Training: They must pass written and/or oral tests and must demonstrate their potential to collect accurate field data, and to react to unfamiliar situations at sea in a professional manner.
Individual programs may have additional requirements, such as calculator and computer skills, current CPR and first aid certification, specific physical condition standards, U.S. citizenship, and/or agreeing to a background check. For more information on becoming an observer, contact an observer provider.
What training do observers receive?
NOAA Fisheries’ regional observer programs train observers on species identification, fishery management and regulations, safety, and data collection. Although NOAA Fisheries does not routinely train observers who work in international fisheries, the agency has provided observer training for a number of countries, including the Cook Islands, Fiji, Ghana, Indonesia, Kiribati, Korea, Papua New Guinea, and Vietnam.
What are working conditions like for observers at sea?
U.S. fisheries are among the safest in the world, and NOAA Fisheries’ top priority is ensuring the safety of our observers and at-sea monitors. Still, working on a commercial fishing vessel involves unusual challenges. Observers work side-by-side with fishermen on the vessels they monitor, and may be at sea for days, weeks, or even months, often having to do their jobs in very cramped quarters and on rough seas. The National Observer Program has created many resources to help observers adapt to conditions on a commercial fishing vessel, including a series of fact sheets on topics such as proper lifting techniques, safe boarding of vessels, immersion suits, electrical and fire safety, and bed bug mitigation.
Is there another way to collect this information?
For smaller boats that have limited deck and bunk space for observers, or in other fisheries where it is not feasible to use observers, data can be collected using logbooks, surveys, and electronic monitoring and reporting.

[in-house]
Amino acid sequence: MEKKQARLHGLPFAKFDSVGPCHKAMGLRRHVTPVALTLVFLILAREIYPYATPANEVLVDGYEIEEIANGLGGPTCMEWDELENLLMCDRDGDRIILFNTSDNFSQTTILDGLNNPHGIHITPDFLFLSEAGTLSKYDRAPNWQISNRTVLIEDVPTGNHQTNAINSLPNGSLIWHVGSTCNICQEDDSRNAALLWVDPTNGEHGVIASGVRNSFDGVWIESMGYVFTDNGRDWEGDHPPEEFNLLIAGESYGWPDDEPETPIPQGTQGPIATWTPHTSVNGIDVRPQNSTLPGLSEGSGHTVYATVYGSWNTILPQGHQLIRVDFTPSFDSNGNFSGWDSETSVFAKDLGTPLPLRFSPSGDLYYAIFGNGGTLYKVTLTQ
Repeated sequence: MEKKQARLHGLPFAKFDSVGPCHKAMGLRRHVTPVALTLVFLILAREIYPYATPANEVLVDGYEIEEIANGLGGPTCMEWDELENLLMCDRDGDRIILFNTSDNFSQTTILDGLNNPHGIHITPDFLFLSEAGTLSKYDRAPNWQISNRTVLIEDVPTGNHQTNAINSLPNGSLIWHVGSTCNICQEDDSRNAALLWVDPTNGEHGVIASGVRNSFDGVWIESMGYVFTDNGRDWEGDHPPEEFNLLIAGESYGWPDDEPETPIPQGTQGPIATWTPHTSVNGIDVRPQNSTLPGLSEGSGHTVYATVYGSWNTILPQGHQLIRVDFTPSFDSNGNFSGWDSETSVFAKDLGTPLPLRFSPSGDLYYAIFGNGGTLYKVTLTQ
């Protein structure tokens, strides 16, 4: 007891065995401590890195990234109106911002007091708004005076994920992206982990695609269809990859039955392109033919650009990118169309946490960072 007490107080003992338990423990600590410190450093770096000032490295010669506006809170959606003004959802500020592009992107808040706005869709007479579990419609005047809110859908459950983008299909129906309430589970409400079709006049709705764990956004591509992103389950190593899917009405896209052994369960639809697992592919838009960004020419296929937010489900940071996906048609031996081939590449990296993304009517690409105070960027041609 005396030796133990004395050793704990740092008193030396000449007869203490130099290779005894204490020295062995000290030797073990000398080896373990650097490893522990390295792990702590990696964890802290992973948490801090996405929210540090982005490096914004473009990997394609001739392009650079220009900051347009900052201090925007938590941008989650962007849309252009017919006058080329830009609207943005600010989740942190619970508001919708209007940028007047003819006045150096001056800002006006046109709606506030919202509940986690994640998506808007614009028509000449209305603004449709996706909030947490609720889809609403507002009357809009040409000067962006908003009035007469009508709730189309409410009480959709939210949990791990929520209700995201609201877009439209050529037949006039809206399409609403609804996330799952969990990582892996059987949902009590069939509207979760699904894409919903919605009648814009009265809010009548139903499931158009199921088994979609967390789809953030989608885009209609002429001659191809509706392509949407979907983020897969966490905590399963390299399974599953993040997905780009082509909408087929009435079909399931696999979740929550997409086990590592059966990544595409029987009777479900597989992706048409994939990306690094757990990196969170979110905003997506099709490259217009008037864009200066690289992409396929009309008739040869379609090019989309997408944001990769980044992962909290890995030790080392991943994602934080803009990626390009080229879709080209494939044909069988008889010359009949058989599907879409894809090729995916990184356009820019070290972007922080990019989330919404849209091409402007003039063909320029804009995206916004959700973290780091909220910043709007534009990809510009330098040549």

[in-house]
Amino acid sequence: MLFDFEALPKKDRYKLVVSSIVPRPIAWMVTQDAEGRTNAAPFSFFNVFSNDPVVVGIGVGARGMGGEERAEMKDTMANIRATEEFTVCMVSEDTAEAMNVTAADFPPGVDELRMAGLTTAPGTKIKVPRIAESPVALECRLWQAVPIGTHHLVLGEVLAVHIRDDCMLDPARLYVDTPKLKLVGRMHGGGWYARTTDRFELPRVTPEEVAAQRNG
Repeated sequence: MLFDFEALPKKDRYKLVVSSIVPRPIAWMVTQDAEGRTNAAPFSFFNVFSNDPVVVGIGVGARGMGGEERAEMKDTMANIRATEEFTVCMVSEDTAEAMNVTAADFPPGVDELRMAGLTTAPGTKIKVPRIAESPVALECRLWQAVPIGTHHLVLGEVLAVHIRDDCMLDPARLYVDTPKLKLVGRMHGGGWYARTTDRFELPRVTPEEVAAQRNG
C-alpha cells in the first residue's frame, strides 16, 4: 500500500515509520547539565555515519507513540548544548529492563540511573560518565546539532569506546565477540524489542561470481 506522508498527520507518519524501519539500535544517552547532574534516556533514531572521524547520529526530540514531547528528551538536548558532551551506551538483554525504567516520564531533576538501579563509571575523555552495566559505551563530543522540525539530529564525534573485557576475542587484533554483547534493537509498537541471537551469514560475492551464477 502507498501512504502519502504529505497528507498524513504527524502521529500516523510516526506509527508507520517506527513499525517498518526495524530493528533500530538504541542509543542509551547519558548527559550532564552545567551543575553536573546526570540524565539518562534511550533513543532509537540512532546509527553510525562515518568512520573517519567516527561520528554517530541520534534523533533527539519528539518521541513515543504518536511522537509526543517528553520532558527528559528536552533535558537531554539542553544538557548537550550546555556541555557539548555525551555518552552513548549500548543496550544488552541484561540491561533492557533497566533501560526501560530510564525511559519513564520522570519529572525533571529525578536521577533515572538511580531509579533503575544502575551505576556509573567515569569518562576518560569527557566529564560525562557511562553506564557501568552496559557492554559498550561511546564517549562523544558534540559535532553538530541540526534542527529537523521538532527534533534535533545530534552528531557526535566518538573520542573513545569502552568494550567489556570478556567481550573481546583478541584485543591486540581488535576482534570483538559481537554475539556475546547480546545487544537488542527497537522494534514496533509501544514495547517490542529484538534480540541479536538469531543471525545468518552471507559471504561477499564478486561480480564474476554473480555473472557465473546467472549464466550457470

Why are fisheries monitored by observer programs?
The Magnuson-Stevens Act and the Marine Mammal Protection Act require the government to collect data on activities that affect marine resources. Many of the programs also satisfy requirements of the Endangered Species Act. Without observers and observer programs, there would not be sufficient data in many fisheries to effectively manage fish stocks and determine fisheries’ impacts on protected species.
On a global scale, international agreements (such as the FAO Code of Conduct for Responsible Fisheries) outline NOAA Fisheries’ stewardship role in leading collaborative efforts to conserve and protect marine resources. International provisions in the Magnuson-Stevens Act also strengthen the U.S. commitment to monitoring and reducing bycatch.
What is the National Observer Program?
NOAA Fisheries has been using observers to collect fisheries data since 1972. In 2019, 850 observers monitored 54 fisheries, logging more than 71,600 observer days at sea through regional observer programs around the country. The National Observer Program provides support for the specific needs of regional programs while developing policies and procedures at the national level to best fulfill NOAA Fisheries’ mission. Improving data collection, setting observer training standards, and integrating observer data with other research are among the important issues the National Observer Program addresses.